How to manage dimensional tolerances in 3D printing

Article by Joseph Yang updated July 16, 2020

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In this article we are going to discuss some of the most common errors we often see from customers using FDM technology and how to manage dimensional tolerances.

3D printing is a great manufacturing tool that can produce near-net shape geometry without multiple operations. For producing complex geometries which would typically involve multiple setups and stages with traditional machining or forming methods, 3D printing can allow you to go from digital asset (3D CAD) to finished part (or almost finished part) in a single step. However, no manufacturing technology is perfect for every application. Most commercially available 3D printing technologies has yet to offer the precision and accuracy of machining processes. Having said that, just like working with any other manufacturing methods, we can work around the shortcomings once we understand the limitations of the technology.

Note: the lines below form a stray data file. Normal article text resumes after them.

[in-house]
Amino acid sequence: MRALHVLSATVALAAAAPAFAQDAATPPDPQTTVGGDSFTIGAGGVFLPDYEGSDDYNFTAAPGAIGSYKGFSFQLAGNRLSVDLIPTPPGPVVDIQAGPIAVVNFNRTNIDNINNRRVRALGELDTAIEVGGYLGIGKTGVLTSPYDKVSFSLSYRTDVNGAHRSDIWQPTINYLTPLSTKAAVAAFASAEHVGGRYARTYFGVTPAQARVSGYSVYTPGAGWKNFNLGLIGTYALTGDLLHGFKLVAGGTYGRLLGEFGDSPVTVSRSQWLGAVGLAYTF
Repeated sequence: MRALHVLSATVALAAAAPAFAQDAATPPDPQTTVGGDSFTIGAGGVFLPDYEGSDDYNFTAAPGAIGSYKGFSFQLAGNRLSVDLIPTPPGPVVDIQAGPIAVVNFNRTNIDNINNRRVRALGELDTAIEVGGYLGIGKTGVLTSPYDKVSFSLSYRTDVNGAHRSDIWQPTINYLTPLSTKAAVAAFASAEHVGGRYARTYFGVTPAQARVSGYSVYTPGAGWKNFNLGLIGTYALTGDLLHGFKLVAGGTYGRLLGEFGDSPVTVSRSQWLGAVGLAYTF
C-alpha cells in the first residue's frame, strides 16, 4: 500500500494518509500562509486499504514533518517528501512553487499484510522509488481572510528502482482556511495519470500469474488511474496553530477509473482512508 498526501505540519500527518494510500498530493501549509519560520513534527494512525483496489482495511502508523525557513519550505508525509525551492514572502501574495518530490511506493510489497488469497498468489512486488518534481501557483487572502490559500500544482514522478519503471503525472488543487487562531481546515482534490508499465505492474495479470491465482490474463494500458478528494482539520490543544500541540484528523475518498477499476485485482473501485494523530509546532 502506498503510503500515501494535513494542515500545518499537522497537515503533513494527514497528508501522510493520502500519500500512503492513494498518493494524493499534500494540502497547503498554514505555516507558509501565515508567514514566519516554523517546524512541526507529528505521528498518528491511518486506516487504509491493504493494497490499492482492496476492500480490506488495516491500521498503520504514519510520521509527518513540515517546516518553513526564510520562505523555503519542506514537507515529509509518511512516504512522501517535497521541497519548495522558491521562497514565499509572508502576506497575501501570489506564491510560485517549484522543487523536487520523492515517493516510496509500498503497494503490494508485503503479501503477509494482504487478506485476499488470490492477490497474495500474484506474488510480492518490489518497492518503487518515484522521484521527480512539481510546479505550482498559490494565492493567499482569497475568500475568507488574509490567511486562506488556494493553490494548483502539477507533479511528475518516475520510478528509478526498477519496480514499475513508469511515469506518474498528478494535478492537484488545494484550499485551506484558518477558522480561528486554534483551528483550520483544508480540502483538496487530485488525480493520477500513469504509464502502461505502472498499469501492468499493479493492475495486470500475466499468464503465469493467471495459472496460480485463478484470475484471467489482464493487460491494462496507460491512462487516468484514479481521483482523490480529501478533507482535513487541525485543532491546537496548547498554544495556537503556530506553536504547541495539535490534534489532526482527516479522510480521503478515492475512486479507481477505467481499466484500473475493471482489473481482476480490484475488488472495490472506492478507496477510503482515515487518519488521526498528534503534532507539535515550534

Ways to manage dimensional tolerances

Resolution (slice height) vs Accuracy

Many users often get the misconception about the relationship between resolution and accuracy. Using higher resolution ( equals thinner slice) will provide the ability to produce finer details and smoother surface finish if the geometry profile is dominantly in the vertical plane but it does not always improve the dimensional accuracy. To some degree, using thinner slice also allows the minimum toolpath width to be narrower and you can therefore put material in tighter spaces on the XY plane as well – but again, it does not affect the dimensional tolerance in XY axes.